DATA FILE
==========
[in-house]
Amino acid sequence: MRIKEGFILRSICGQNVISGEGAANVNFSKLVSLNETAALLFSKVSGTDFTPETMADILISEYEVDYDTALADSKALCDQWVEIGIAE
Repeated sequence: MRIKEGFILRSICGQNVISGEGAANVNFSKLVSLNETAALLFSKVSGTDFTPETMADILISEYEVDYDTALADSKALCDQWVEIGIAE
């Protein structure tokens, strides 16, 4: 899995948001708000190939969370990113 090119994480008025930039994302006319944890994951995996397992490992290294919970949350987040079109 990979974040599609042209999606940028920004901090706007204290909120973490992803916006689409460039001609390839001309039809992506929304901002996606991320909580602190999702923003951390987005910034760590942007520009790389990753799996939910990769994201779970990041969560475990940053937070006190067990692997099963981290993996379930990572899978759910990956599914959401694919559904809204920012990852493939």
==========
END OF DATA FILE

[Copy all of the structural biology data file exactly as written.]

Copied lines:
[in-house]
Amino acid sequence: MRIKEGFILRSICGQNVISGEGAANVNFSKLVSLNETAALLFSKVSGTDFTPETMADILISEYEVDYDTALADSKALCDQWVEIGIAE
Repeated sequence: MRIKEGFILRSICGQNVISGEGAANVNFSKLVSLNETAALLFSKVSGTDFTPETMADILISEYEVDYDTALADSKALCDQWVEIGIAE
């Protein structure tokens, strides 16, 4: 899995948001708000190939969370990113 090119994480008025930039994302006319944890994951995996397992490992290294919970949350987040079109 990979974040599609042209999606940028920004901090706007204290909120973490992803916006689409460039001609390839001309039809992506929304901002996606991320909580602190999702923003951390987005910034760590942007520009790389990753799996939910990769994201779970990041969560475990940053937070006190067990692997099963981290993996379930990572899978759910990956599914959401694919559904809204920012990852493939």